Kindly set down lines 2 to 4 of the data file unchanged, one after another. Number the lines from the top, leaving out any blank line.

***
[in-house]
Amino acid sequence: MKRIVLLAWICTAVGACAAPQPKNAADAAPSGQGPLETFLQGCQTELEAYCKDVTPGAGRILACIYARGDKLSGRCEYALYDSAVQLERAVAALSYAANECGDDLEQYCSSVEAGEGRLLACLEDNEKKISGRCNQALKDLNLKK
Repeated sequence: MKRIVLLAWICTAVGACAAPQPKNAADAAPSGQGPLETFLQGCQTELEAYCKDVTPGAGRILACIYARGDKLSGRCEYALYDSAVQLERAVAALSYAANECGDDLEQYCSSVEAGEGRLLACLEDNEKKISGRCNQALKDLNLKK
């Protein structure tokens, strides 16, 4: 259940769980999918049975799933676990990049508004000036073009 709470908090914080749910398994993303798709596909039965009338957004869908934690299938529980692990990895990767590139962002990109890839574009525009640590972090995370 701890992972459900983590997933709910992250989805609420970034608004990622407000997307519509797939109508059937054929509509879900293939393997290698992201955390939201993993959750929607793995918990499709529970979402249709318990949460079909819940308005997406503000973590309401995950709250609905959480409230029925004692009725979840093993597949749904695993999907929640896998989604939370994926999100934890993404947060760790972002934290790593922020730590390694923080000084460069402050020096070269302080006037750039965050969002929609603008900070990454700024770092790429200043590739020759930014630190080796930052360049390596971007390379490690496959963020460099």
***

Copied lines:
Amino acid sequence: MKRIVLLAWICTAVGACAAPQPKNAADAAPSGQGPLETFLQGCQTELEAYCKDVTPGAGRILACIYARGDKLSGRCEYALYDSAVQLERAVAALSYAANECGDDLEQYCSSVEAGEGRLLACLEDNEKKISGRCNQALKDLNLKK
Repeated sequence: MKRIVLLAWICTAVGACAAPQPKNAADAAPSGQGPLETFLQGCQTELEAYCKDVTPGAGRILACIYARGDKLSGRCEYALYDSAVQLERAVAALSYAANECGDDLEQYCSSVEAGEGRLLACLEDNEKKISGRCNQALKDLNLKK
């Protein structure tokens, strides 16, 4: 259940769980999918049975799933676990990049508004000036073009 709470908090914080749910398994993303798709596909039965009338957004869908934690299938529980692990990895990767590139962002990109890839574009525009640590972090995370 701890992972459900983590997933709910992250989805609420970034608004990622407000997307519509797939109508059937054929509509879900293939393997290698992201955390939201993993959750929607793995918990499709529970979402249709318990949460079909819940308005997406503000973590309401995950709250609905959480409230029925004692009725979840093993597949749904695993999907929640896998989604939370994926999100934890993404947060760790972002934290790593922020730590390694923080000084460069402050020096070269302080006037750039965050969002929609603008900070990454700024770092790429200043590739020759930014630190080796930052360049390596971007390379490690496959963020460099």